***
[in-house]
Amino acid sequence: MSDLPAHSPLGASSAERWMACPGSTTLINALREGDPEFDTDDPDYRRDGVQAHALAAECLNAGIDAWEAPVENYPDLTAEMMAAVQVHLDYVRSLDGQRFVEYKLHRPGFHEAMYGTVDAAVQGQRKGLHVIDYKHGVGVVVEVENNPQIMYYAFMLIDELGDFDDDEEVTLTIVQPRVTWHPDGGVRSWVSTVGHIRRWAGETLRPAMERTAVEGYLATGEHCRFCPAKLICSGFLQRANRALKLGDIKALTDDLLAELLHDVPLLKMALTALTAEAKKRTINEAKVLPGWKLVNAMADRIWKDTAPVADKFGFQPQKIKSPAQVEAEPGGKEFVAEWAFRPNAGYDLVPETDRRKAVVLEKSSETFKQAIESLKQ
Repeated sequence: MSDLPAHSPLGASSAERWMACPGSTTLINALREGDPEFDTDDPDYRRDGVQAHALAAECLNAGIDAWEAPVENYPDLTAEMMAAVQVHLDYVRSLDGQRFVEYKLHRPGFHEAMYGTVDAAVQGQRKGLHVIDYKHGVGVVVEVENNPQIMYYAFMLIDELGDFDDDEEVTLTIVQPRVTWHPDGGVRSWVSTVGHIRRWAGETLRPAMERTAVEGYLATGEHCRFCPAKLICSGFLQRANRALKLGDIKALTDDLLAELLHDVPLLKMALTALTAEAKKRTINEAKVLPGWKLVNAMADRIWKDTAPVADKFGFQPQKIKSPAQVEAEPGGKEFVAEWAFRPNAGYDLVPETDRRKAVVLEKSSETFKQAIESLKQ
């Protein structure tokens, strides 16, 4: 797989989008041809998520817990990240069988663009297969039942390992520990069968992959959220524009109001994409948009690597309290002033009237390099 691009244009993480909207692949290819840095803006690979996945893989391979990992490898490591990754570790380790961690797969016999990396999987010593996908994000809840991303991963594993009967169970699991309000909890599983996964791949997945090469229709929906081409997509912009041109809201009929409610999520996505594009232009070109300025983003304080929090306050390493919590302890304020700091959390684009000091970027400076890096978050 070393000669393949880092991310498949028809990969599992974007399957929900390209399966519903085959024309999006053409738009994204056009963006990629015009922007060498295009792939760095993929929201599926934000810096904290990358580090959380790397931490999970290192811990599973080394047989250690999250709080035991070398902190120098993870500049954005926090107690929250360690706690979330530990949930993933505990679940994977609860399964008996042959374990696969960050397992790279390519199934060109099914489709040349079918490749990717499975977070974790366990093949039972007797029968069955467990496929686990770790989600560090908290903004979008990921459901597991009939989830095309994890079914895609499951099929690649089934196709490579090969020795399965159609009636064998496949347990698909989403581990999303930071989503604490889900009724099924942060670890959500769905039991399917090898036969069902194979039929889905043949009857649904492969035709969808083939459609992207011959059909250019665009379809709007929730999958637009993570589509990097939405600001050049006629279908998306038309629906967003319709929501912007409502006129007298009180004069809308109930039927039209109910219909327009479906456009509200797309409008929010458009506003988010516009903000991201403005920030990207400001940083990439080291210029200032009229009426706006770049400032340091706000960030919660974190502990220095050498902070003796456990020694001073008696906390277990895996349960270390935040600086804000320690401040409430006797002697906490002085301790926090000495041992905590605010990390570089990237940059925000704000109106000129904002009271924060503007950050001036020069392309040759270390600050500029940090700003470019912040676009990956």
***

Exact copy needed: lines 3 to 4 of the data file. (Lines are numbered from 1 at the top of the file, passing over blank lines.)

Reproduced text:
Repeated sequence: MSDLPAHSPLGASSAERWMACPGSTTLINALREGDPEFDTDDPDYRRDGVQAHALAAECLNAGIDAWEAPVENYPDLTAEMMAAVQVHLDYVRSLDGQRFVEYKLHRPGFHEAMYGTVDAAVQGQRKGLHVIDYKHGVGVVVEVENNPQIMYYAFMLIDELGDFDDDEEVTLTIVQPRVTWHPDGGVRSWVSTVGHIRRWAGETLRPAMERTAVEGYLATGEHCRFCPAKLICSGFLQRANRALKLGDIKALTDDLLAELLHDVPLLKMALTALTAEAKKRTINEAKVLPGWKLVNAMADRIWKDTAPVADKFGFQPQKIKSPAQVEAEPGGKEFVAEWAFRPNAGYDLVPETDRRKAVVLEKSSETFKQAIESLKQ
């Protein structure tokens, strides 16, 4: 797989989008041809998520817990990240069988663009297969039942390992520990069968992959959220524009109001994409948009690597309290002033009237390099 691009244009993480909207692949290819840095803006690979996945893989391979990992490898490591990754570790380790961690797969016999990396999987010593996908994000809840991303991963594993009967169970699991309000909890599983996964791949997945090469229709929906081409997509912009041109809201009929409610999520996505594009232009070109300025983003304080929090306050390493919590302890304020700091959390684009000091970027400076890096978050 070393000669393949880092991310498949028809990969599992974007399957929900390209399966519903085959024309999006053409738009994204056009963006990629015009922007060498295009792939760095993929929201599926934000810096904290990358580090959380790397931490999970290192811990599973080394047989250690999250709080035991070398902190120098993870500049954005926090107690929250360690706690979330530990949930993933505990679940994977609860399964008996042959374990696969960050397992790279390519199934060109099914489709040349079918490749990717499975977070974790366990093949039972007797029968069955467990496929686990770790989600560090908290903004979008990921459901597991009939989830095309994890079914895609499951099929690649089934196709490579090969020795399965159609009636064998496949347990698909989403581990999303930071989503604490889900009724099924942060670890959500769905039991399917090898036969069902194979039929889905043949009857649904492969035709969808083939459609992207011959059909250019665009379809709007929730999958637009993570589509990097939405600001050049006629279908998306038309629906967003319709929501912007409502006129007298009180004069809308109930039927039209109910219909327009479906456009509200797309409008929010458009506003988010516009903000991201403005920030990207400001940083990439080291210029200032009229009426706006770049400032340091706000960030919660974190502990220095050498902070003796456990020694001073008696906390277990895996349960270390935040600086804000320690401040409430006797002697906490002085301790926090000495041992905590605010990390570089990237940059925000704000109106000129904002009271924060503007950050001036020069392309040759270390600050500029940090700003470019912040676009990956």